The Introduction to that Note stated: “The Euro Summit of 24 October 2014 concluded that “closer coordination of economic policies is essential to ensure the smooth functioning of the Economic and Monetary Union”. It called for work to continue “to develop concrete mechanisms for stronger economic policy coordination, convergence and solidarity"; and it invited the President of the European Commission, in close cooperation with the President of the Euro Summit, the President of the Eurogroup and the President of the European Central Bank, “to prepare next steps on better economic governance in the euro area.”
My detailed plan for a Temporary Eurobill Fund (TEF) explicitly provides such a “concrete mechanism for stronger economic policy coordination, convergence and solidarity”. It would provide a platform to ensure continuing financial integration and stability once the ECB’s non-standard monetary policy measures expire. However, it can be initiated as a small step towards financial integration; be scaled up to become a de facto European Treasury and even provide a modest `fiscal capacity’; but it can be reversed easily – even to extinction within two years. The plan would contribute to answering most of the eleven questions posed in the February Analytical Note.
The euro area’s struggle to develop a robust governance structure flows inexorably from its need to control the `moral hazard’ that is inherent in the creation of an economic and monetary union. During the original design process, few thought that the government of a Member State would ever actually behave in the way that Greek governments have now done repeatedly. The nightmare has turned into reality – and it cannot be allowed to happen again as that might be on a scale to put the very existence of the euro in doubt. Chancellor Merkel stated very plainly ahead of the March European Council, "If the euro fails, Europe fails." The euro is far more than just a currency. Alongside the European institutions, it is "the strongest expression of our will to bring the people of Europe together in friendship and in peace".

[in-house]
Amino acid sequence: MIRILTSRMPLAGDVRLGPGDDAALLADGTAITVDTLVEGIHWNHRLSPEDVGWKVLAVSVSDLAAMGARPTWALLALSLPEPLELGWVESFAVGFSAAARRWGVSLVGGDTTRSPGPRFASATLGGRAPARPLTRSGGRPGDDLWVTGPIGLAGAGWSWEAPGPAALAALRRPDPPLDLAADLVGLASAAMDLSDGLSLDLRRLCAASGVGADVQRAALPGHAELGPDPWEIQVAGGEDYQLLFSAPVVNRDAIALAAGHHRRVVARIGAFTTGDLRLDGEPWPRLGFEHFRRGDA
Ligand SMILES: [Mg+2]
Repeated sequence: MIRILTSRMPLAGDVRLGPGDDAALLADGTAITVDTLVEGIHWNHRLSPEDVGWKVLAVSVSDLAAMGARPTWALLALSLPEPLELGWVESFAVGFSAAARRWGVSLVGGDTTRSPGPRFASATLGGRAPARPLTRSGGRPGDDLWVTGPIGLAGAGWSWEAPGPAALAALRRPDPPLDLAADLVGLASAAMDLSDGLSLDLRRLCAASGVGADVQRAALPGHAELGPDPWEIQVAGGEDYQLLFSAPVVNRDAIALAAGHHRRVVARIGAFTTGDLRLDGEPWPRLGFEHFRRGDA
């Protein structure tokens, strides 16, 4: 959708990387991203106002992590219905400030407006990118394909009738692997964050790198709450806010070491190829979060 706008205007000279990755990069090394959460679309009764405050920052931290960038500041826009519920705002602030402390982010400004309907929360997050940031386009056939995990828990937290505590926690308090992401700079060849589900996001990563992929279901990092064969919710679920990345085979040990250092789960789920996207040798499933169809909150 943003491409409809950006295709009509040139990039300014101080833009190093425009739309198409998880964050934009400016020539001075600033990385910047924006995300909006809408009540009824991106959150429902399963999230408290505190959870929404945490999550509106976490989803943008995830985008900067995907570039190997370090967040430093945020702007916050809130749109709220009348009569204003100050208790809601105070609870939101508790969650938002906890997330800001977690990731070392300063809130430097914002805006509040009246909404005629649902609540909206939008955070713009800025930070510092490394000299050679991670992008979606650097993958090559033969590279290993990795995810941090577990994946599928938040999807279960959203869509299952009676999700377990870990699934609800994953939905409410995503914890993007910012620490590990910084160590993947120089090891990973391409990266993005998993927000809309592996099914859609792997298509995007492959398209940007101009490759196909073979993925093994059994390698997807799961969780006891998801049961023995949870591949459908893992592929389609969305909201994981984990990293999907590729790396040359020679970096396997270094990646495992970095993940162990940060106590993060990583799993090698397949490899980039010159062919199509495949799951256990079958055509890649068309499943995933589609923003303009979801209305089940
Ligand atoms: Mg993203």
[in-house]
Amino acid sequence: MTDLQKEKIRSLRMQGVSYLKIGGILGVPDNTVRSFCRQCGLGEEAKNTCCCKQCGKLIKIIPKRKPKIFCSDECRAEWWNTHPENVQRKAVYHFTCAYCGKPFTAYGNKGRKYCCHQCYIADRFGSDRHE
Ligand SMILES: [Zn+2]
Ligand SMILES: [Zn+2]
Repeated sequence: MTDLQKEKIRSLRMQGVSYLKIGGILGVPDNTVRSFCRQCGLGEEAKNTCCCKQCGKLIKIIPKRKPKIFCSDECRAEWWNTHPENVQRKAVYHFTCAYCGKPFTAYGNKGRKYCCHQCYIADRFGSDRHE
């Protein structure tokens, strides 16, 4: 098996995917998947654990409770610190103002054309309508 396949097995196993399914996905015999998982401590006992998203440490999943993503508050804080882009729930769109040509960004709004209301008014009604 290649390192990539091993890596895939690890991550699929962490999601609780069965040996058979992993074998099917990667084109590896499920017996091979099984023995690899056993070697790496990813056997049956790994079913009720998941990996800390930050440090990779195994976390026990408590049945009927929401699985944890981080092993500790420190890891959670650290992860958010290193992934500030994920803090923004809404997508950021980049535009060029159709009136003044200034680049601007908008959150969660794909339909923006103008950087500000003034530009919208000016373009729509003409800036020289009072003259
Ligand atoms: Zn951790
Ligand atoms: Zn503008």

What is this `moral hazard’? The US economist Paul Krugman defined it rather pithily as ‘any situation in which one person makes the decision about how much risk to take while someone else bears the cost if things go badly’. The Greek situation now epitomises this dilemma as the euro area wonders how much of its total public sector exposure – around €250 billion – will be at risk if `things go badly’.
Beyond the direct benefits to financial integration and stability, a properly designed Eurobill system can provide a concrete mechanism state-by-state: (i) to reward good economic `homework’ (ii) penalise lack of effort (iii) operate with the grain of the markets to graduate the carrot and stick incentives for each state and (iv) minimise the eventual costs if a state insists on pursuing economic policies that are likely to end `badly’. It could be operational in time to take over euro area `solidarity’ as the ECB’s QE programme winds down after September 2016 and interest rates normalise.
The full, 10-page article is avaibale via the link below to the PDF